Asia must get to grips with Airbnb and the growing 'gig economy' to make business competition fair
Jenny Peng says the growing popularity of Airbnb and other short-term rental services makes it necessary to regulate the industry, not least to even the playing field
Having recently rented my first Airbnb stay on a vacation, I've started looking into monthly sublets on the site and imagined making extra income from a spare room. It's easy to appreciate how companies such as Airbnb and FlipKey empower individuals to generate income on their own terms.
But the downside of short-term rentals has gotten far less attention. By participating, we are putting job security and affordable housing at risk. Asia's infrastructure and governments are also ill-prepared to enforce regulations. For instance, neither the Hong Kong, Japanese, Singaporean nor any Asian government has proposed viable solutions to regulate short-term rentals.
For the unknowing, the online platform connects people who have space to spare with those looking for a short stay at a competitive price. Services such as these, along with Uber, are driving the "gig economy". Their platform enables people to become freelance service providers without the inspections and legal oversight that traditional lodging and cab industries are subject to.
With the rapid success of gig economies, governments in places where Airbnb and FlipKey have gained a substantial foothold are scrambling to catch up by providing regulations and proper enforcement - mainly in the US and Europe. Therefore, governments, industry professionals and users should learn about the alarming side effects that gig services are imminently bringing to Asia.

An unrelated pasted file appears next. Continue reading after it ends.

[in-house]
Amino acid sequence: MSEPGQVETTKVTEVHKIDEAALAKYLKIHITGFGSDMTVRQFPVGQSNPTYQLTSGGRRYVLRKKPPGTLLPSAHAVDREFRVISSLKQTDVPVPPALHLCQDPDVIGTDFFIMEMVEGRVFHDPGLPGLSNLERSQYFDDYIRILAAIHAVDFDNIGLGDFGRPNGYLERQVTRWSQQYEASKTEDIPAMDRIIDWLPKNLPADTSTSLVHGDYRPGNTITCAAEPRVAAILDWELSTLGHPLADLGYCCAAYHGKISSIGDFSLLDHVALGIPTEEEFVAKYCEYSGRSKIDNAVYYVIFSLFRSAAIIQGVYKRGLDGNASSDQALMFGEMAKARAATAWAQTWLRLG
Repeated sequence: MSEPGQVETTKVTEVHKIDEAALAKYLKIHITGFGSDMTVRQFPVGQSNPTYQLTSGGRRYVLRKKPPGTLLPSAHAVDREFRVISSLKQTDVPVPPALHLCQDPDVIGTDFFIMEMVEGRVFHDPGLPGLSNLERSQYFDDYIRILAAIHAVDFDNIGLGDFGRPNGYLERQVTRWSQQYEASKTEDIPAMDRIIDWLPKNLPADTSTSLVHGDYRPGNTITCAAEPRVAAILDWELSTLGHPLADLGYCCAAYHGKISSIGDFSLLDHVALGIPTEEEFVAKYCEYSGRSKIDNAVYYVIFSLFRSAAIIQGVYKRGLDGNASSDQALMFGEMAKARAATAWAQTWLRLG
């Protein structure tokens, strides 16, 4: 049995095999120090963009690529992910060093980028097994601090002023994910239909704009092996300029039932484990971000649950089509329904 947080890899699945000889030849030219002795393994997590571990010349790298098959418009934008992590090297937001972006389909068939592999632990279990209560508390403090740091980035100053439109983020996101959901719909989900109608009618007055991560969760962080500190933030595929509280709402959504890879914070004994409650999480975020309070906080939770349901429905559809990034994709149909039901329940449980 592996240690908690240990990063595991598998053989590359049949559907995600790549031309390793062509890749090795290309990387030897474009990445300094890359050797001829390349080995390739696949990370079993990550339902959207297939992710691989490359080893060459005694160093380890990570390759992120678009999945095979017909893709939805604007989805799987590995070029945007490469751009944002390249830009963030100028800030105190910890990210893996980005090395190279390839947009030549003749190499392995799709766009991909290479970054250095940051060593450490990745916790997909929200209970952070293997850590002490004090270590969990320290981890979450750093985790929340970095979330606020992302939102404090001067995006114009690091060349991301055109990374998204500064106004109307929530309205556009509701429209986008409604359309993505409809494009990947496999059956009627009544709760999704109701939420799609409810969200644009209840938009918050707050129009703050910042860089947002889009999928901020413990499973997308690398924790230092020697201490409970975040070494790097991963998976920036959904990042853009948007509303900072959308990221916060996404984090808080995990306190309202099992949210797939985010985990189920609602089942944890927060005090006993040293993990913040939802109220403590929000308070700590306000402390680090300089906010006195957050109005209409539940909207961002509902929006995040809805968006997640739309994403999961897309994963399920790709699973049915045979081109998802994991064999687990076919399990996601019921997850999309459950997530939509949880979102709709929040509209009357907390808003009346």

In Hong Kong, leasing agreements do not have clauses allowing short-term rentals. These properties are also unregistered, which makes enforcing regulations nearly impossible. A lawyer who rented out a spare room in his apartment revealed to Marketing magazine that the government's inability to reform fast enough is a sign that "laws are often too conservative and behind the times".
Like Hong Kong, the Singaporean government has yet to announce when new regulations, if any, will be implemented. In the meantime, they've reverted back to their iron-fist governance by evicting those who rent out their public housing homes - a punishment many say is too harsh. In Japan, citizens are caught in a tug of war between Prime Minister Shinzo Abe's push to relax strict rules imposed on short-term rentals as part of his economic growth strategy and ultra-conservative lawmakers at the city level. According to Reuters, Osaka legislators voted down a bill in September last year to loosen regulations, citing noise and safety concerns.
Prohibiting short-term rentals altogether is avoiding a new reality that's here to stay. It's better to design policies that evens the playing field for all.
Some small businesses are speaking up. A group of 10 licensed bed and breakfast operators in Canada wrote a letter to their city council claiming some in their community have closed. The group also noted that only 15 per cent of businesses on Airbnb follow city bylaws and operate with permits, which can cost more than US$1,500. Unlike Airbnb hosts, these licensed operators conform to a variety of health and fire safety regulations, including inspections involving public health officials.
Compared with Europe and America, the Asian short-term rental market is still young. In 2013, there were roughly 50,000 properties listed in such cities as Taipei, Hong Kong, Seoul and Singapore. Compare that with about 100,000 in the US and 250,000 in Europe. However, Airbnb co-founder Nathan Blecharczyk acknowledged "sustained growth" in the region. The company's ambitious goals of reaching two million properties in Asia moved closer to reality in June after raising US$1.5 billion in capital from at least four Asian investors.
As Hillary Clinton recently said, the gig economy will raise "hard questions" about what a good job will look like in the digital age. While old-fashioned secure jobs and affordable housing are quickly becoming obsolete or unattainable for a growing number of the population, governments in Asia need to start creating innovative solutions that will ease their transition to the new economy.
Jenny Peng is a Vancouver-based journalist